Some info. on radar, armament and wartime mods! 'Ya pays ya money and yer takes yer choice'! 😎 "Armament, electronics and protection The main armament of the Illustrious class consisted of sixteen quick-firing (QF) 4.5-inch (110 mm) dual-purpose guns in eight twin-gun turrets, four in sponsons on each side of the hull. The roofs of the gun turrets protruded above the level of the flight deck to allow them to fire across the deck at high elevations. The gun had a maximum range of 20,760 yards (18,980 m). Her light anti-aircraft defences included six octuple mounts for QF 2-pounder ("pom-pom") anti-aircraft (AA) guns, two each fore and aft of the island and two in sponsons on the port side of the hull. The 2-pounder gun had a maximum range of 6,800 yards (6,200 m). The completion of Illustrious was delayed two months to fit her with a Type 79Z early-warning radar; she was the first aircraft carrier in the world to be fitted with radar before completion. This version of the radar had separate transmitting and receiving antennas which required a new mainmast to be added to the aft end of the island to mount the transmitter. The Illustrious-class ships had a flight deck protected by 3 inches (76 mm) of armour and the internal sides and ends of the hangars were 4.5 inches (114 mm) thick. The hangar deck itself was 2.5 inches (64 mm) thick and extended the full width of the ship to meet the top of the 4.5-inch waterline armour belt. The belt was closed by 2.5-inch transverse bulkheads fore and aft. The underwater defence system was a layered system of liquid- and air-filled compartments backed by a 1.5-inch (38 mm) splinter bulkhead. Wartime modifications While under repair in 1941, Illustrious's rear "round-down" was flattened to increase the usable length of the flight deck to 670 feet (204.2 m). This increased her aircraft complement to 41 aircraft by use of a permanent deck park. Her light AA armament was also augmented by the addition of 10 Oerlikon 20 mm autocannon in single mounts with a maximum range of 4,800 yards (4,400 m). In addition the two steel fire curtains in the hangar were replaced by asbestos ones. After her return to the UK later that year, her Type 79Z radar was replaced by a Type 281 system and a Type 285 gunnery radar was mounted on one of the main fire-control directors. The additional crewmen, maintenance personnel and facilities needed to support these aircraft, weapons and sensors increased her complement to 1,326. During her 1943 refits, the flight deck was modified to extend its usable length to 740 feet (225.6 m), and "outriggers" were probably added at this time. These were 'U'-shaped beams that extended from the side of the flight deck into which aircraft tailwheels were placed. The aircraft were pushed back until the main wheels were near the edge of the flight deck to allow more aircraft to be stored on the deck. Twin Oerlikon mounts replaced most of the single mounts. Other twin mounts were added so that by May she had a total of eighteen twin and two single mounts. The Type 281 radar was replaced by an upgraded Type 281M, and a single-antenna Type 79M was added. Type 282 gunnery radars were added for each of the "pom-pom" directors, and the rest of the main directors were fitted with Type 285 radars. A Type 272 target-indicator radar was mounted above her bridge. These changes increased her aircraft capacity to 57 and caused her crew to grow to 1,831. A year later, in preparation for her service against the Japanese in the Pacific, one starboard octuple "pom-pom" mount, directly abaft the island, was replaced by two 40 mm Bofors AA guns; which had a maximum range of 10,750 yards (9,830 m). Two more twin Oerlikon mounts were added, and her boilers were retubed. At this time her complement was 1,997 officers and enlisted men. By 1945, accumulated wear-and-tear as well as undiagnosed shock damage to Illustrious's machinery caused severe vibrations in her centre propeller shaft at high speeds. In an effort to cure the problem, the propeller was removed, and the shaft was locked in place in February; these radical measures succeeded in reducing, but not eliminating, the vibrations and reduced the ship's speed to about 24 knots (44 km/h; 28 mph).["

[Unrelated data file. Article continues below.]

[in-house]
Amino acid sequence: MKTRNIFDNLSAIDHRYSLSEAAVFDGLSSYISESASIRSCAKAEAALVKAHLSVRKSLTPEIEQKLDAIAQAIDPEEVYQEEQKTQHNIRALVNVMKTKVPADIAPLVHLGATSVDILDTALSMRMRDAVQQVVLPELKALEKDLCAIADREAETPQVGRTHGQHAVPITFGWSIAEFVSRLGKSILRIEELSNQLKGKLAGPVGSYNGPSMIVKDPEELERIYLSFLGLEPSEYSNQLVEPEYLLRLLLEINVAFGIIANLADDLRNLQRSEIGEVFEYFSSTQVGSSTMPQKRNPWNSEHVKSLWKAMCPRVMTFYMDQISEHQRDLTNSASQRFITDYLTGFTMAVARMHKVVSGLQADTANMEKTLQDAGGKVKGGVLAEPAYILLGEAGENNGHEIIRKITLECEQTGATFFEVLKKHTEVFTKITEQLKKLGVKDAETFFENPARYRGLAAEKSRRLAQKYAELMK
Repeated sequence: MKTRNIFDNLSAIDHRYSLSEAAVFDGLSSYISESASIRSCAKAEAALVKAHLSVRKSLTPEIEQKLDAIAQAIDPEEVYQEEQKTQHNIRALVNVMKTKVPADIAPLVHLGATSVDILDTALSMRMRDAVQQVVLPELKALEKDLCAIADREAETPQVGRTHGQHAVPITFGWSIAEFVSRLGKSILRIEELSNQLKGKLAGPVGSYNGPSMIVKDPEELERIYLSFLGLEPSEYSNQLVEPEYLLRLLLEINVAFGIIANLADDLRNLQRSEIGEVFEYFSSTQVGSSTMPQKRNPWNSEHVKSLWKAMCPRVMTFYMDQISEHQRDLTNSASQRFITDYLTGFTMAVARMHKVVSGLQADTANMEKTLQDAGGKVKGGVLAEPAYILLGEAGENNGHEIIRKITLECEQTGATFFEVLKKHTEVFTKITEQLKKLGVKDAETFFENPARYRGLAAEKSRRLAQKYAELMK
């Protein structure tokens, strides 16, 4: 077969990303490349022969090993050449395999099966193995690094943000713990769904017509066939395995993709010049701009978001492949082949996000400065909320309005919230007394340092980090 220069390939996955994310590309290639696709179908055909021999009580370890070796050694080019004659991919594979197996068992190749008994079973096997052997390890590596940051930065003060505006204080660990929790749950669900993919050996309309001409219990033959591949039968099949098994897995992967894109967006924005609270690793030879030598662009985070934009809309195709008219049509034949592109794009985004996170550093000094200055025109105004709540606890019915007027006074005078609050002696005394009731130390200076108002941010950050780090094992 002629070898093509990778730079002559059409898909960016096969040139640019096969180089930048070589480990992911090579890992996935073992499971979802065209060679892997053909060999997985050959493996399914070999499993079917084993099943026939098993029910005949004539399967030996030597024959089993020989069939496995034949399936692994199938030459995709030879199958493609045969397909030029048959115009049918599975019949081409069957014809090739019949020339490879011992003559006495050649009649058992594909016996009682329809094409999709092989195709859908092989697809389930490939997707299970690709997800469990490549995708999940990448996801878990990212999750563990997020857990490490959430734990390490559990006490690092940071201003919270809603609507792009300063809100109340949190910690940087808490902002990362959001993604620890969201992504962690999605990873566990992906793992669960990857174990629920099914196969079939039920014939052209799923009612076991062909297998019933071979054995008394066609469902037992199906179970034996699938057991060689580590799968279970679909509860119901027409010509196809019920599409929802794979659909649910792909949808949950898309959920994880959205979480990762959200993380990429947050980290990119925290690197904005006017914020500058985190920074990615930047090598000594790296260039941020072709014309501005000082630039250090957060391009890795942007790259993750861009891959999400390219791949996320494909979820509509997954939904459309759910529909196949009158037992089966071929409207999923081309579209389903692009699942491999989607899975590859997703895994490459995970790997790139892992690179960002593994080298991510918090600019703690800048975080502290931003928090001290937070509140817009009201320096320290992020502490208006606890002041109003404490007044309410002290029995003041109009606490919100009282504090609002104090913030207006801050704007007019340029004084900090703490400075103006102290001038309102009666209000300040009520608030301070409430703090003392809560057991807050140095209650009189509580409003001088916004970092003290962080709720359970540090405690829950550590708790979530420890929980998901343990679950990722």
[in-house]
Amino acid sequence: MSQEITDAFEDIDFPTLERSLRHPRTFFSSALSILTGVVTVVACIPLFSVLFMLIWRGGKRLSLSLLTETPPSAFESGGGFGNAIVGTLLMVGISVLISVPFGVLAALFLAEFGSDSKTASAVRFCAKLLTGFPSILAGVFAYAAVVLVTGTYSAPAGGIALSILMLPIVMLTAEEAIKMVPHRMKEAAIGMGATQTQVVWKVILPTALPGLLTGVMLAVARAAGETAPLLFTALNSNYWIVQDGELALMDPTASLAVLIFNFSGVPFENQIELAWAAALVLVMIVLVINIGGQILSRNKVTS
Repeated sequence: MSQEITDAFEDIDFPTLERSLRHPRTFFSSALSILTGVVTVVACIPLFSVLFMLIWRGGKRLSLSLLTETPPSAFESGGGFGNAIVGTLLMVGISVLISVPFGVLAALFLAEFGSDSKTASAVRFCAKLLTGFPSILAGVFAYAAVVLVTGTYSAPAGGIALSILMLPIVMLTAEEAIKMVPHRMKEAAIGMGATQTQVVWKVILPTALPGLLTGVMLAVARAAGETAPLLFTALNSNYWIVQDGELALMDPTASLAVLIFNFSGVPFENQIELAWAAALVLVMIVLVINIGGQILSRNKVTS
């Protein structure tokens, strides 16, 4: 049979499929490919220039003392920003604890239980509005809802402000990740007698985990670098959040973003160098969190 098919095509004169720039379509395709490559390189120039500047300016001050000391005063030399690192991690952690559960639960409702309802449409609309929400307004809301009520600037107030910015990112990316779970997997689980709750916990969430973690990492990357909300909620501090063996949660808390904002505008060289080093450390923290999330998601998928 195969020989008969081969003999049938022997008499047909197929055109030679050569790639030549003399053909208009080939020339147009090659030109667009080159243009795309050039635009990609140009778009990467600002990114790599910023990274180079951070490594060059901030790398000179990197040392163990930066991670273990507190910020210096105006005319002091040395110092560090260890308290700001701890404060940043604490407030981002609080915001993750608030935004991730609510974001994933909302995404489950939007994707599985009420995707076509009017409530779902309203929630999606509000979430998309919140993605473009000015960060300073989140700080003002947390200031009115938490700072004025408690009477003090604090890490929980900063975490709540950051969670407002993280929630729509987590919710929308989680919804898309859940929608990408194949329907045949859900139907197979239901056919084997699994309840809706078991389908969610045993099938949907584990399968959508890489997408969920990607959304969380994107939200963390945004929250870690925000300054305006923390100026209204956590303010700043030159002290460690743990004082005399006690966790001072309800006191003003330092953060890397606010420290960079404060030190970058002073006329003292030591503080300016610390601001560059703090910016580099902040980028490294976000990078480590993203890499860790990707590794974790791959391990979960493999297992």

Hi Doug and AllenA. Yes, it is indeed good old Hammerite 👍 I sealed all the interior surfaces with a couple of coats of sanding sealer and then two coats of the silver Hammerite on the hull bottom, sides and bulkheads and it gives a quite an attractive finish which is very durable. It was recommended by VMW in the build instructions and I'm very pleased with the result 😁